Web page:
© 2023 Western New York Public Broadcasting Association

140 Lower Terrace
Buffalo, NY 14202

Mailing Address:
Horizons Plaza P.O. Box 1263
Buffalo, NY 14240-1263

Buffalo Toronto Public Media | Phone 716-845-7000
WBFO Newsroom | Phone: 716-845-7040
Your NPR Station
Play Live Radio
Next Up:
Available On Air Stations

Alzheimer's: A conversation with a family coping with the disease

Courtesy of the WNY Chapter of the Alzheimer's Association

The Movie “Still Alice” opens in local theaters today. The film has been credited with its’ accurate portrayal of a woman coping with Alzheimer’s Disease. WBFO’s Cheryl Hagen spoke with a Western New York couple facing the same circumstances.

“I try keeping my mind busy and that seems to help a lot,” says 64-year-old Wayne Bundy who was diagnosed with early onset or young onset Alzheimer’s disease in November of 2012.

Wayne says his coworkers first noticed the symptoms. “People started noticing that I wasn’t as key on a lot of my work ethics… so I kind of put it off and figured, well, I had a bad day or something.”

Wayne now keeps himself occupied with puzzles, trains and bowling as well as visiting with friends. His wife of 43 years, Karen, says there are good days and bad ones. Wayne agrees, saying “A Bad day is when I get really stressed out.  It’s sometimes why I start forgetting.  Right then and there I kind of go away and think about it for a while.”

Karen goes on to say,I think the biggest thing is the frustration that he feels that he can’t do the things he used to do. I just look at the fact that he used to draw blueprints. We went to the doctor the other day and now it’s difficult to draw a clock.”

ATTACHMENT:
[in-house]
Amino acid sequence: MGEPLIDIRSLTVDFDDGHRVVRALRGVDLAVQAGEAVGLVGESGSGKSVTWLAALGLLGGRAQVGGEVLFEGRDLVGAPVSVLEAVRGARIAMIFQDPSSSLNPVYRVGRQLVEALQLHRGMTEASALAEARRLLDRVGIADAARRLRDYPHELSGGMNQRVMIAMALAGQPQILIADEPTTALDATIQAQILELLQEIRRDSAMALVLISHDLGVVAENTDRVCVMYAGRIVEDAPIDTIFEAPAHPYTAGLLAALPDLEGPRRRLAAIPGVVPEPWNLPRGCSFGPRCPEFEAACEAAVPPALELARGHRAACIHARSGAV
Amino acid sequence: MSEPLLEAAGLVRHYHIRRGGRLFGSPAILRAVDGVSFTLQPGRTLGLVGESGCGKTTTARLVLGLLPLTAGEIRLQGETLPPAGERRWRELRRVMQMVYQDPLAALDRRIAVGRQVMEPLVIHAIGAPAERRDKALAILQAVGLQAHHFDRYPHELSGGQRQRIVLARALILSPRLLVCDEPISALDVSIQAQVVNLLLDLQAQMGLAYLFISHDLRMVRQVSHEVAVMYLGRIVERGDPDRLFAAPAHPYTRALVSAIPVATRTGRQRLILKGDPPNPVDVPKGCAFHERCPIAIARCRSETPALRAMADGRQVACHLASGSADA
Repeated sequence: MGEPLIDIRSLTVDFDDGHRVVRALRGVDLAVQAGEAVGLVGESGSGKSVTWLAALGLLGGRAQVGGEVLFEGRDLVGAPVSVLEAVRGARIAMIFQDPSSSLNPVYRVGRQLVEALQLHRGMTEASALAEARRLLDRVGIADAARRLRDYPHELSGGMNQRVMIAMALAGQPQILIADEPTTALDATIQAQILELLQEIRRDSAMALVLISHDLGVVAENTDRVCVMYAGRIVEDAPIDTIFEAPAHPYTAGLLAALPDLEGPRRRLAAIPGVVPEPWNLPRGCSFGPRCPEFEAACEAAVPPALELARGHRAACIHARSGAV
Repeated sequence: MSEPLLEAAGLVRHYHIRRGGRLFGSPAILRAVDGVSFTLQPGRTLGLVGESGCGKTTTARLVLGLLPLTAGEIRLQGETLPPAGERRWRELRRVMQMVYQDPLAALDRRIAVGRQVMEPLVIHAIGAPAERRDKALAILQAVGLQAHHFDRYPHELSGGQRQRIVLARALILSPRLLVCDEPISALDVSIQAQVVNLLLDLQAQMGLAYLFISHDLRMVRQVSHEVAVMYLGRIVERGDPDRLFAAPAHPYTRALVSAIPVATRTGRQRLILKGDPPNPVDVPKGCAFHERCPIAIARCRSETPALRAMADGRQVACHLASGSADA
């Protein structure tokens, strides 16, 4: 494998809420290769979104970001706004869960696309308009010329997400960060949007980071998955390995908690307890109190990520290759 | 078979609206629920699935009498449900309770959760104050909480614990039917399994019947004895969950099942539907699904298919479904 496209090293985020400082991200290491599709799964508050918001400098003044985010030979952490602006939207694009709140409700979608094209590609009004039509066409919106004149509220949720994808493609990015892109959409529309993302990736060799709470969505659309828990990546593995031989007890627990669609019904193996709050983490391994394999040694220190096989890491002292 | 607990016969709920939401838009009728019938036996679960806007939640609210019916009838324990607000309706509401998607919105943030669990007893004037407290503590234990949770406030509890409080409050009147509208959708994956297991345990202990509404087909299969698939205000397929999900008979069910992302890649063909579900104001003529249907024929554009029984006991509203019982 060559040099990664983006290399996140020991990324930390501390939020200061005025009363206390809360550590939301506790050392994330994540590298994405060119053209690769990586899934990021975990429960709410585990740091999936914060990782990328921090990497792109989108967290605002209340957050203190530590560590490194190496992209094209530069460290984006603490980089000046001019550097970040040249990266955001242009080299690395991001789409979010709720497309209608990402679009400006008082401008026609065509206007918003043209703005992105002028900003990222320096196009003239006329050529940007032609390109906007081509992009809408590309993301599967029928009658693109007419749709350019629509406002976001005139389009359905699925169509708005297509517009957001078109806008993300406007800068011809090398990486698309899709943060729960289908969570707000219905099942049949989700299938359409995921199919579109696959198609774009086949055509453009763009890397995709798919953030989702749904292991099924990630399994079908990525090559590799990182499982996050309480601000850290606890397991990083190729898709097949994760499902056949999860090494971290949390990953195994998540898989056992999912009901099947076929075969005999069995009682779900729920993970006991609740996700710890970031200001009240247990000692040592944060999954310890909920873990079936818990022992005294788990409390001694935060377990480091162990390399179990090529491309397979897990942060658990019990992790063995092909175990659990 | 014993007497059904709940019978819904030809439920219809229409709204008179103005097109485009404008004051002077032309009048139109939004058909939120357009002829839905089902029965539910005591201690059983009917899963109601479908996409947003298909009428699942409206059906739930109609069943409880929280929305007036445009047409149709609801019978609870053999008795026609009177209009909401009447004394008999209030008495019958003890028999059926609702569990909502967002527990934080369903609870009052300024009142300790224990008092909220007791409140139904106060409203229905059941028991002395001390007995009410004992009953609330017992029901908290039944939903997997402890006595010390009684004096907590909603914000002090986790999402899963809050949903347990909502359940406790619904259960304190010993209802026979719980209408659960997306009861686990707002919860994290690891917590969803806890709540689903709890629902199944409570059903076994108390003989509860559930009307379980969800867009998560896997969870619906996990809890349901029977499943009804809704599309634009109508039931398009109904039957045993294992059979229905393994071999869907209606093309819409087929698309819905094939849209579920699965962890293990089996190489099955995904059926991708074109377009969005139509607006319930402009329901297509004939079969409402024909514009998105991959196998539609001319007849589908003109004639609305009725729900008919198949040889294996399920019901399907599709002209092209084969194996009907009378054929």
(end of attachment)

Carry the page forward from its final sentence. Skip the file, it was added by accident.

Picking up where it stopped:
Karen says she has learned to cope by creating routines and making adjustments in how she handles various situations, knowing there’s no way to stop the progression of Alzheimer’s.

"It’ is frightening to think about what lies ahead because you know about the disease, you know how it can progress, you know what it can do,” says Karen, “When somebody has cancer, you have more of a direction. Not that it’s a better thing to have, believe me, but it’s different. It’s a physical ailment that it seems you have some control over some of it. This one, there’s no cure, there’s only hope to delay what’s inevitable.”

Credit Courtesy of the WNY Chapter of the Alzheimer's Association

Karen and Wayne have six sons and six grandsons. She is concerned about their futures as well - and hoping time is good to her family.

“You don’t know, you don’t know how quickly. It could be at a standstill and then all of a sudden it could take a quick downward trend,” says Karen, “We’re hoping to get another 10 or 15 years out of the way things are now. I think we have to be optimistic because if not, it would be too hard.”

As for advice on coping with Alzheimer’s, Wayne and Karen say the best way to handle the disease is to be open about it and seek support.

“I think people need to know not to be embarrassed that they have it or hide the fact that someone in their family has it,” says Karen, “Don’t hide it because it’s not going away.”

Wayne adds, “There’s all kind of challenges out there and just go day by day.”

The couple says the Alzheimer’s Association of Western New York offers support groups for those in need.